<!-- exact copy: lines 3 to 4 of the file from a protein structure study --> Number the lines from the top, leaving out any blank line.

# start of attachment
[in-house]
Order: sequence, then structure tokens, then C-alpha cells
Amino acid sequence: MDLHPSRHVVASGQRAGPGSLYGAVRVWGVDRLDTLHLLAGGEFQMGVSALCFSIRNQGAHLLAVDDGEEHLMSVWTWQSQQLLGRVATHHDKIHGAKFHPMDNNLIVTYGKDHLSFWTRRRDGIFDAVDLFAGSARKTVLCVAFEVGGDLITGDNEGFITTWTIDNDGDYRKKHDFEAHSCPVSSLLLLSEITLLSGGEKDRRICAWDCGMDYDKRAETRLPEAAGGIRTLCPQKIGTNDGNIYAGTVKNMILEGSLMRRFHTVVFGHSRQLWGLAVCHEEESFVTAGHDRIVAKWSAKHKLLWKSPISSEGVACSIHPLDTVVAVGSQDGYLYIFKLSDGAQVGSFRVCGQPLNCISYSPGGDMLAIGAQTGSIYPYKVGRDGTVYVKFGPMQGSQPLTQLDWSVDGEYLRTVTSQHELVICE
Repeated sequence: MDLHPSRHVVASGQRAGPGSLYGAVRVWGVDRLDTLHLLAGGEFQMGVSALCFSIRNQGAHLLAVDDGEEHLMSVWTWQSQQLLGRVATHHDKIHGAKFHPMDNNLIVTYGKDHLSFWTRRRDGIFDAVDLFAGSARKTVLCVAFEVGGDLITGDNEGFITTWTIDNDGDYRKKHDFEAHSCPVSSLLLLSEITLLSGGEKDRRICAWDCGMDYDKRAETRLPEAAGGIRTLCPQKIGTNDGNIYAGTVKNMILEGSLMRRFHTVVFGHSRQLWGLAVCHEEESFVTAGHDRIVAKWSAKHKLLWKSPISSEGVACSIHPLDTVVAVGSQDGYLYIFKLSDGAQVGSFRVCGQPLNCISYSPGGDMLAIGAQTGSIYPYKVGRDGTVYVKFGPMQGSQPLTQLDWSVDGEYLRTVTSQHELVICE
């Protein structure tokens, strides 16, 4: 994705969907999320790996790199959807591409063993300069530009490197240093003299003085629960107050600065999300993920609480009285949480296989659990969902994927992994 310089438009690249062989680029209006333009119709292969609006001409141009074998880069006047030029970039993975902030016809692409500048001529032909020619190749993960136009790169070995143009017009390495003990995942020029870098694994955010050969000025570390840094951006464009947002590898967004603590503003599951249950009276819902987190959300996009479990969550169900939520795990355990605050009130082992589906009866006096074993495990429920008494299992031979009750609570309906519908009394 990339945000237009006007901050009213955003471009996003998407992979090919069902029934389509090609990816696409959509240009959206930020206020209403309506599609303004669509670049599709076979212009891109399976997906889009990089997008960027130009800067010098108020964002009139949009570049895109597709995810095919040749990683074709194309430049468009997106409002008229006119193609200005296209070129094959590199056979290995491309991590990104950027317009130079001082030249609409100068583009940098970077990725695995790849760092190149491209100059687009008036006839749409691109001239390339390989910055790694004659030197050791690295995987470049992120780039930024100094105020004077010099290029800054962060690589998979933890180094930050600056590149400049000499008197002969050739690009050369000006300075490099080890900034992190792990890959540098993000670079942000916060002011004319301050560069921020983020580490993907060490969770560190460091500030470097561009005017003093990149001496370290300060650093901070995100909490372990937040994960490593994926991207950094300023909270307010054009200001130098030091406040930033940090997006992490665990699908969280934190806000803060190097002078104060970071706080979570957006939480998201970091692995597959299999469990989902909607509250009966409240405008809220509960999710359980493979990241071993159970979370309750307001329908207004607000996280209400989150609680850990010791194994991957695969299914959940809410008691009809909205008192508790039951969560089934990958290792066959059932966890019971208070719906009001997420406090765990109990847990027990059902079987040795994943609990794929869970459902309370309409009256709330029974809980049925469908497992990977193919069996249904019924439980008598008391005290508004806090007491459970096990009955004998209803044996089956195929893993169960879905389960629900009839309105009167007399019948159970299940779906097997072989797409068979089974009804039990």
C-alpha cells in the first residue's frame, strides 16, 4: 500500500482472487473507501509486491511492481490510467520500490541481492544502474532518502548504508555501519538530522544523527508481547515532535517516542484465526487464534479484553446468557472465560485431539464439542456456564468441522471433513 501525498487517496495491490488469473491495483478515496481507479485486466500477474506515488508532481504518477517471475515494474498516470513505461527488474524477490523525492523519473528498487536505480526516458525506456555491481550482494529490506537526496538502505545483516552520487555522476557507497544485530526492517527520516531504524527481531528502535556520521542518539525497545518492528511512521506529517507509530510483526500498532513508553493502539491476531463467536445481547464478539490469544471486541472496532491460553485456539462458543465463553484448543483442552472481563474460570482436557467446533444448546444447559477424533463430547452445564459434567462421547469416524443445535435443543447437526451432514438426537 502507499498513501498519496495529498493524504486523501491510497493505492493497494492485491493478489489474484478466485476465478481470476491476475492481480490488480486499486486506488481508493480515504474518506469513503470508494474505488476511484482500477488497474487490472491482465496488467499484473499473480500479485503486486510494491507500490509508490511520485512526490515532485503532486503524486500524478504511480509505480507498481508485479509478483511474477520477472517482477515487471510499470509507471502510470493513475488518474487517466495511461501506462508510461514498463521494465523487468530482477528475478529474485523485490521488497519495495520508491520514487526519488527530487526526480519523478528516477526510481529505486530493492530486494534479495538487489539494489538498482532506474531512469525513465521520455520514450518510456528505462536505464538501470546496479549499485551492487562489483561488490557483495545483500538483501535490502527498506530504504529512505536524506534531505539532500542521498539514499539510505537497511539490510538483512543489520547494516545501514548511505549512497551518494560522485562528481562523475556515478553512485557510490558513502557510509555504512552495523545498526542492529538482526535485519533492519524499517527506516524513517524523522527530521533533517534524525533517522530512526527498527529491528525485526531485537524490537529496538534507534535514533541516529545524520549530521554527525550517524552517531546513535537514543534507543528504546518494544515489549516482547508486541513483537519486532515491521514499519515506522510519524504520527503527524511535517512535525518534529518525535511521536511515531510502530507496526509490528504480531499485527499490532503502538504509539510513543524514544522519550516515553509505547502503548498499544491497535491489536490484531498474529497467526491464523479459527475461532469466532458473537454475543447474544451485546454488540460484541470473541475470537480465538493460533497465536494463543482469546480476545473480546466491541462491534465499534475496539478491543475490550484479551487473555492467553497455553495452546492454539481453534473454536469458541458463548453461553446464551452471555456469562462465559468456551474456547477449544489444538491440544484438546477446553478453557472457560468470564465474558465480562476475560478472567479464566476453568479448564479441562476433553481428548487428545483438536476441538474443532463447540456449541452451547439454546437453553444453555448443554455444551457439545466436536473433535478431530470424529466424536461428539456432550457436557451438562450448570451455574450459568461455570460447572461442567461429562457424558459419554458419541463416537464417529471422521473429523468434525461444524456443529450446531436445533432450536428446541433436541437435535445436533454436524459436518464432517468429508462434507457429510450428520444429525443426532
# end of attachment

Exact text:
Amino acid sequence: MDLHPSRHVVASGQRAGPGSLYGAVRVWGVDRLDTLHLLAGGEFQMGVSALCFSIRNQGAHLLAVDDGEEHLMSVWTWQSQQLLGRVATHHDKIHGAKFHPMDNNLIVTYGKDHLSFWTRRRDGIFDAVDLFAGSARKTVLCVAFEVGGDLITGDNEGFITTWTIDNDGDYRKKHDFEAHSCPVSSLLLLSEITLLSGGEKDRRICAWDCGMDYDKRAETRLPEAAGGIRTLCPQKIGTNDGNIYAGTVKNMILEGSLMRRFHTVVFGHSRQLWGLAVCHEEESFVTAGHDRIVAKWSAKHKLLWKSPISSEGVACSIHPLDTVVAVGSQDGYLYIFKLSDGAQVGSFRVCGQPLNCISYSPGGDMLAIGAQTGSIYPYKVGRDGTVYVKFGPMQGSQPLTQLDWSVDGEYLRTVTSQHELVICE
Repeated sequence: MDLHPSRHVVASGQRAGPGSLYGAVRVWGVDRLDTLHLLAGGEFQMGVSALCFSIRNQGAHLLAVDDGEEHLMSVWTWQSQQLLGRVATHHDKIHGAKFHPMDNNLIVTYGKDHLSFWTRRRDGIFDAVDLFAGSARKTVLCVAFEVGGDLITGDNEGFITTWTIDNDGDYRKKHDFEAHSCPVSSLLLLSEITLLSGGEKDRRICAWDCGMDYDKRAETRLPEAAGGIRTLCPQKIGTNDGNIYAGTVKNMILEGSLMRRFHTVVFGHSRQLWGLAVCHEEESFVTAGHDRIVAKWSAKHKLLWKSPISSEGVACSIHPLDTVVAVGSQDGYLYIFKLSDGAQVGSFRVCGQPLNCISYSPGGDMLAIGAQTGSIYPYKVGRDGTVYVKFGPMQGSQPLTQLDWSVDGEYLRTVTSQHELVICE